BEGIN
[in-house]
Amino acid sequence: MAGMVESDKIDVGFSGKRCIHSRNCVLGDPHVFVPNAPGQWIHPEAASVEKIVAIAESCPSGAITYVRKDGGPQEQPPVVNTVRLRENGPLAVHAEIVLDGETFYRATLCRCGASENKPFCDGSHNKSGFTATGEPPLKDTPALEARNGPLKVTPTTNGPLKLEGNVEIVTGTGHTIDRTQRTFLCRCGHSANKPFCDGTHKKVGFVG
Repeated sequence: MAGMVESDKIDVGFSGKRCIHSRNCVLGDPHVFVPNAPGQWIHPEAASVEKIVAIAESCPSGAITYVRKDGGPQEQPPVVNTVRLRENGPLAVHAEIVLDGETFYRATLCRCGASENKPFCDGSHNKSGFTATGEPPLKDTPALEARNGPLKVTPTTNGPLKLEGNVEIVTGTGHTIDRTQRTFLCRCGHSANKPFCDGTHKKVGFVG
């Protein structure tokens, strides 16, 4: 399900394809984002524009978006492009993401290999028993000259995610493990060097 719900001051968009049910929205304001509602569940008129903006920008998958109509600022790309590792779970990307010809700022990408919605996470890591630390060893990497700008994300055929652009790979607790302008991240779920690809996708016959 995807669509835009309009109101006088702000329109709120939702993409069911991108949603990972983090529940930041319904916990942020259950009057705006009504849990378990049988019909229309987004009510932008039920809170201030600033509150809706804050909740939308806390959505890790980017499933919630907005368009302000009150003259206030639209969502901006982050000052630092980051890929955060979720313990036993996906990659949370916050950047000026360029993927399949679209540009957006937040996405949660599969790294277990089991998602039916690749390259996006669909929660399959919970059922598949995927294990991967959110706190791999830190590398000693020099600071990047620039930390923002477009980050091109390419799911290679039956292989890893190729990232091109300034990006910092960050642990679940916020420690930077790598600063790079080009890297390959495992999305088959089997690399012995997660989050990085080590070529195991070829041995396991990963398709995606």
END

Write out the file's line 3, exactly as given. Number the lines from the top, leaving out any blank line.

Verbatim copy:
Repeated sequence: MAGMVESDKIDVGFSGKRCIHSRNCVLGDPHVFVPNAPGQWIHPEAASVEKIVAIAESCPSGAITYVRKDGGPQEQPPVVNTVRLRENGPLAVHAEIVLDGETFYRATLCRCGASENKPFCDGSHNKSGFTATGEPPLKDTPALEARNGPLKVTPTTNGPLKLEGNVEIVTGTGHTIDRTQRTFLCRCGHSANKPFCDGTHKKVGFVG